Such instances of naked bitterness, though, are rare. For all his misfortune, Valentino remains stubbornly obedient to hope. For a few pages, at least, the reader is led to believe that Valentino's perseverance will pay off. After a decade spent in two different camps, he hits what amounts to the refugee Lotto: He is granted permission to resettle in America.

But the promised land turns out to be a cruel and lonely place. His educational plan gets derailed. His girlfriend is murdered. Thieves rob his apartment and beat him senseless. The Valentino we encounter is well on his way to becoming just another immigrant wage slave.

None of which does much to discourage him. He is forever striving toward prosperity, seeking to extract benevolence from the world around him. There is more than a touch of Candide in his benighted optimism, and plenty of Dickens' scrappy Pip as well. Even in his bleakest hour, Valentino refuses to surrender his dreams. He insists he will earn a college degree, meet a Sudanese girl, start a family. "America, in its way, would provide a home for us: glass, waterfalls, bowls of bright oranges set upon clean tables." In this sense, he becomes a poster boy for the immigrant spirit that built this country and a searing rebuke to those cynical politicians who have sought to demonize the very people who embody what they relish calling the American Dream.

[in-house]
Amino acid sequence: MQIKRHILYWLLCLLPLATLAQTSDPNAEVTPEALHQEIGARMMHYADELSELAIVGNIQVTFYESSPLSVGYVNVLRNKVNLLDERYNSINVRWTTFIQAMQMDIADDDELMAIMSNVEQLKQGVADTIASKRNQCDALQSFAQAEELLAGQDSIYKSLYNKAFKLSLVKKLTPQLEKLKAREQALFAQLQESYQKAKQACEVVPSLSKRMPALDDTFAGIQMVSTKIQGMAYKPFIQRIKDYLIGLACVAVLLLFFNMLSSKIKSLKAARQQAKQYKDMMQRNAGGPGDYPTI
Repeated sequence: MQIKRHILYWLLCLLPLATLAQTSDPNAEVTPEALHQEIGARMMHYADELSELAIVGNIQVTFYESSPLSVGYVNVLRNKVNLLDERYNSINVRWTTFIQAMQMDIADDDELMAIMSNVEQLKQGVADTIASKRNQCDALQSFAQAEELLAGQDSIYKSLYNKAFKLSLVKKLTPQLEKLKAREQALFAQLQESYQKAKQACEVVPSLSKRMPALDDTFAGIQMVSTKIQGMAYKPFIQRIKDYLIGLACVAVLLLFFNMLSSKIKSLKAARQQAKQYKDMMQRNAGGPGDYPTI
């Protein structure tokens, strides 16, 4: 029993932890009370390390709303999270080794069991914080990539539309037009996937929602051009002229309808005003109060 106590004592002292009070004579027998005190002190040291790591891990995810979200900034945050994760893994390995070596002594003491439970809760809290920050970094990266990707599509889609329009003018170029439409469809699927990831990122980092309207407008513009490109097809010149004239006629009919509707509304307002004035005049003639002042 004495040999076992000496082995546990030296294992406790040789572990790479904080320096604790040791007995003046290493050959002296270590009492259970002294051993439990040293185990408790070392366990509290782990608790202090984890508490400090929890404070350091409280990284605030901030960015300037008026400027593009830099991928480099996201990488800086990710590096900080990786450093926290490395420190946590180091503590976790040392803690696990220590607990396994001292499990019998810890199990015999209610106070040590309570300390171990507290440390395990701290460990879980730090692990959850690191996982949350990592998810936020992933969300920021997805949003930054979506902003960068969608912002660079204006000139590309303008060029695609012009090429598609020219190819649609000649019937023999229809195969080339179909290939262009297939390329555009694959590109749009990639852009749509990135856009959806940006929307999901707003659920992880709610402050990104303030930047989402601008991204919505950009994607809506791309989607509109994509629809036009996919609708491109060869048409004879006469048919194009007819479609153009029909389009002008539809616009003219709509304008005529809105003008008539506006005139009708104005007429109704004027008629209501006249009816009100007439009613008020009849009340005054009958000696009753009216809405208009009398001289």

But Eggers is actually after bigger game here. In presenting the saga of Valentino, he means to address the crisis of empathy in this country. He is asking Americans -- young Americans, in particular -- to turn away from the selfishness endorsed by their leaders and popular media and begin taking responsibility for the human suffering they know to exist in the world.

The great risk, of course, is that the book will become just another opportunity for self-congratulation. Readers will absorb the lyric woe, toss a few bucks to charity and feel they have done their share. The Lost Boys of Sudan will once again be used, this time by wealthy Americans seeking to soothe their consciences. Oprah has already gotten in on the act and rendered the Lost Boys as another inspirational daytime melodrama.

As voiced by Eggers, Valentino is asking for more than that. He doesn't want pity, he wants sustained moral concern. He wants a world in which the powerful accept it as their duty to aid the powerless instead of supposing they don't exist. That might sound like a pipe dream in an era dominated by myths of conquest and violence, but it is certainly a Christian pipe dream -- you need only examine the Beatitudes for evidence -- and one that might hold the key to our national salvation.

"What Is the What" is a stunning act of compassion and a great read, but I can't quite decide if it's a great novel. I kept finding myself wondering about the thousands of Lost Boys who aren't as strong, or as lucky, as Valentino -- the ones who give up hope, abandon their essential humanity and turn cynical and destructive. That's not a story most Americans would care to read. But it is one that would force us to consider our own capacities for evil and the frailties we may already have in common with the less heroic Lost Boys of this world. *